While various accounts of teleology have been proposed in the biological sciences, such as Ernst Mayr’s teleonomy, none has been widely embraced. Recently, however, a new theoretical approach to teleological systems has been proposed by McShea and others. This proposal, called field theory, argues that agents and other goal-directed entities are hierarchically structured, spatial relationships between fields and the entities they envelop. Field theory is a promising new approach because it does not rely on metaphysical premises that are objectionable in the sciences. Yet, field theory would benefit from further development. Notably more work needs to be done to address what counts as a directing “field” and how fields direct entities within them.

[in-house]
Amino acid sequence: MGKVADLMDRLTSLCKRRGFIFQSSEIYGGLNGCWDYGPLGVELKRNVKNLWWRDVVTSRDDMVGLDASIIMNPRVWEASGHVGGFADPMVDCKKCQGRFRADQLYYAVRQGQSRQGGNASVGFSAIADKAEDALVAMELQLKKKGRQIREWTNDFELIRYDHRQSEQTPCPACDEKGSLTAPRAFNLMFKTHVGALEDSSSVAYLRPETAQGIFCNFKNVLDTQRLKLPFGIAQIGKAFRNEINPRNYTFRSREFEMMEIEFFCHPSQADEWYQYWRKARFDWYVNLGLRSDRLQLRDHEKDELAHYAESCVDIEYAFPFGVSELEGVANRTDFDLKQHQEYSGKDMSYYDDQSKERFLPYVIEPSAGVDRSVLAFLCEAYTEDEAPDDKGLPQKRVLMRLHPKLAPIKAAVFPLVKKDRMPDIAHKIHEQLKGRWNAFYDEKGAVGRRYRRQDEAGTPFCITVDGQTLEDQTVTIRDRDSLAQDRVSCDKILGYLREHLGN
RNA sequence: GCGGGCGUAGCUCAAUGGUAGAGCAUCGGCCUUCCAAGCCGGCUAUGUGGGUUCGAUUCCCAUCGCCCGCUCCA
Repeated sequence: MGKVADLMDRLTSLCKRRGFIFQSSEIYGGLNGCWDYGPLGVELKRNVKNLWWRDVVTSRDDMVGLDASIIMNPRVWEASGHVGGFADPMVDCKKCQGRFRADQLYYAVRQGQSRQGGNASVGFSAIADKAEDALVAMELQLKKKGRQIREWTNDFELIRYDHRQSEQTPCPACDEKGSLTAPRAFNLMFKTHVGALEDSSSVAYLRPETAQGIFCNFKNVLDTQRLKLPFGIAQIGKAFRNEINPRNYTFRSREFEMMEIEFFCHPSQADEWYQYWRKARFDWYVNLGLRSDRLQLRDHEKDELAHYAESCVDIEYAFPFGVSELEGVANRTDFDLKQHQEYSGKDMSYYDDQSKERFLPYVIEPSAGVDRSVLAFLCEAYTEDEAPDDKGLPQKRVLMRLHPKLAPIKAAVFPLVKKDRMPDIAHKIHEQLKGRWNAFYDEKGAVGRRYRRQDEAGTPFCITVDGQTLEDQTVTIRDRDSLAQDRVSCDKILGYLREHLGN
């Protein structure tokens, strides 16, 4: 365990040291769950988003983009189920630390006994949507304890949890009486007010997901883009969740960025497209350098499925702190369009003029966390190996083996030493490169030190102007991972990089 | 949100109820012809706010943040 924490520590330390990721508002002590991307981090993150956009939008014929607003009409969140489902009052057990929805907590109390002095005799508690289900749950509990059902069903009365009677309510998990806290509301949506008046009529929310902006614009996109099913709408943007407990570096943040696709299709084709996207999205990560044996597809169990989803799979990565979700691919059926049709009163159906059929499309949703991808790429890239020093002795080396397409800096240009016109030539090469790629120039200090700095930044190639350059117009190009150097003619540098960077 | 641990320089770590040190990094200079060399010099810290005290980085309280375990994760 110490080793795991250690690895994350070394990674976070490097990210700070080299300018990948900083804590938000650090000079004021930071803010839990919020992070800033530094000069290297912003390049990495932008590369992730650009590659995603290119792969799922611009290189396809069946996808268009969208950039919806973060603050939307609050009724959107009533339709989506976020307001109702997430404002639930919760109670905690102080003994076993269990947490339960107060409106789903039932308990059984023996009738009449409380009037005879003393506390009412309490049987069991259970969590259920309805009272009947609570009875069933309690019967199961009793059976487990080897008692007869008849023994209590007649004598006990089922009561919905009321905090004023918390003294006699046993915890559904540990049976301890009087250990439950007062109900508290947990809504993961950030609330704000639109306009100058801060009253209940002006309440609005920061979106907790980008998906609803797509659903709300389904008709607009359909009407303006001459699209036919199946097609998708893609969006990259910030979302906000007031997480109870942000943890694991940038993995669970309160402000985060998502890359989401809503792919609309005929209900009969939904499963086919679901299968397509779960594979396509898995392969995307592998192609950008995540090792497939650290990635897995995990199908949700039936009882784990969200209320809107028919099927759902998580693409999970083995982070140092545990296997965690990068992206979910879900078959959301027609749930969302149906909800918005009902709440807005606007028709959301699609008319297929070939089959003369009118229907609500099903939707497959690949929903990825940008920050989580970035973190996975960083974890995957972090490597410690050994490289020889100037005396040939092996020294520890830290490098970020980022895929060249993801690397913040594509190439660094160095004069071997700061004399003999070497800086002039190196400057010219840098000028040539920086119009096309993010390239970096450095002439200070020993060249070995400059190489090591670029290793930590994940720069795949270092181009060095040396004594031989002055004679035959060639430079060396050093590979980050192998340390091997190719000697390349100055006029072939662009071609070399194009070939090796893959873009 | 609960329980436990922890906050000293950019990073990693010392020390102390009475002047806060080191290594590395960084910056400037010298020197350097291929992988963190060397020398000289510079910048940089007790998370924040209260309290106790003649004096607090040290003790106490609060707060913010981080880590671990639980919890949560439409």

Our aim is to provide answers that will make field theory a more robust account of goal directedness. Specifically, we aim to publish multiple papers in both biology and philosophy, to develop curriculums that help students understand the history of teleology, and to engage with a broader, public audience through various media venues about the work being done -- by us and others -- to understand goal directedness. Our larger aim is to provide a framework that legitimizes the use of teleological explanations in the sciences.